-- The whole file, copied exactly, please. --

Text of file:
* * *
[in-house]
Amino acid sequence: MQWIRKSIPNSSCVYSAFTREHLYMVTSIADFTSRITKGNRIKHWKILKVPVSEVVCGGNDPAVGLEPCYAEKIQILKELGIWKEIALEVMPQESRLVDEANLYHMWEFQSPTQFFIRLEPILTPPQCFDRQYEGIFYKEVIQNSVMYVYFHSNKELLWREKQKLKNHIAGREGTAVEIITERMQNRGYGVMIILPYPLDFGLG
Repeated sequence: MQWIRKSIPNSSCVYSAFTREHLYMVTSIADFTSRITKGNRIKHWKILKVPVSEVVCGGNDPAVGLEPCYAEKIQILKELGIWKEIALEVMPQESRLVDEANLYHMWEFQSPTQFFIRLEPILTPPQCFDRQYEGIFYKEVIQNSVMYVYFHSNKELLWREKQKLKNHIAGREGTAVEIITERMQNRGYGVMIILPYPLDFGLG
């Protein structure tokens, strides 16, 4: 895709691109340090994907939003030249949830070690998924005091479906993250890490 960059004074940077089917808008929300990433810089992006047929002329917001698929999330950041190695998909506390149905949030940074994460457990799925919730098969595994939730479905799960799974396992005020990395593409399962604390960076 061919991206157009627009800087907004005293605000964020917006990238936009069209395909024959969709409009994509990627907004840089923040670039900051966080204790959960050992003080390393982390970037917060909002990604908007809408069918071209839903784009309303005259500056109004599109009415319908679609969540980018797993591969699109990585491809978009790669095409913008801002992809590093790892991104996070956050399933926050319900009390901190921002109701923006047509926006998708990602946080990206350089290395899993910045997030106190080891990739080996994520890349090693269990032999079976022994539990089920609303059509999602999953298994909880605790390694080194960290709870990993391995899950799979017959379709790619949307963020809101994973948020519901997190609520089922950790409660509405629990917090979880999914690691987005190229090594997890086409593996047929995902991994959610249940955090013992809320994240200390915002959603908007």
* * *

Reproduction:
[in-house]
Amino acid sequence: MQWIRKSIPNSSCVYSAFTREHLYMVTSIADFTSRITKGNRIKHWKILKVPVSEVVCGGNDPAVGLEPCYAEKIQILKELGIWKEIALEVMPQESRLVDEANLYHMWEFQSPTQFFIRLEPILTPPQCFDRQYEGIFYKEVIQNSVMYVYFHSNKELLWREKQKLKNHIAGREGTAVEIITERMQNRGYGVMIILPYPLDFGLG
Repeated sequence: MQWIRKSIPNSSCVYSAFTREHLYMVTSIADFTSRITKGNRIKHWKILKVPVSEVVCGGNDPAVGLEPCYAEKIQILKELGIWKEIALEVMPQESRLVDEANLYHMWEFQSPTQFFIRLEPILTPPQCFDRQYEGIFYKEVIQNSVMYVYFHSNKELLWREKQKLKNHIAGREGTAVEIITERMQNRGYGVMIILPYPLDFGLG
């Protein structure tokens, strides 16, 4: 895709691109340090994907939003030249949830070690998924005091479906993250890490 960059004074940077089917808008929300990433810089992006047929002329917001698929999330950041190695998909506390149905949030940074994460457990799925919730098969595994939730479905799960799974396992005020990395593409399962604390960076 061919991206157009627009800087907004005293605000964020917006990238936009069209395909024959969709409009994509990627907004840089923040670039900051966080204790959960050992003080390393982390970037917060909002990604908007809408069918071209839903784009309303005259500056109004599109009415319908679609969540980018797993591969699109990585491809978009790669095409913008801002992809590093790892991104996070956050399933926050319900009390901190921002109701923006047509926006998708990602946080990206350089290395899993910045997030106190080891990739080996994520890349090693269990032999079976022994539990089920609303059509999602999953298994909880605790390694080194960290709870990993391995899950799979017959379709790619949307963020809101994973948020519901997190609520089922950790409660509405629990917090979880999914690691987005190229090594997890086409593996047929995902991994959610249940955090013992809320994240200390915002959603908007």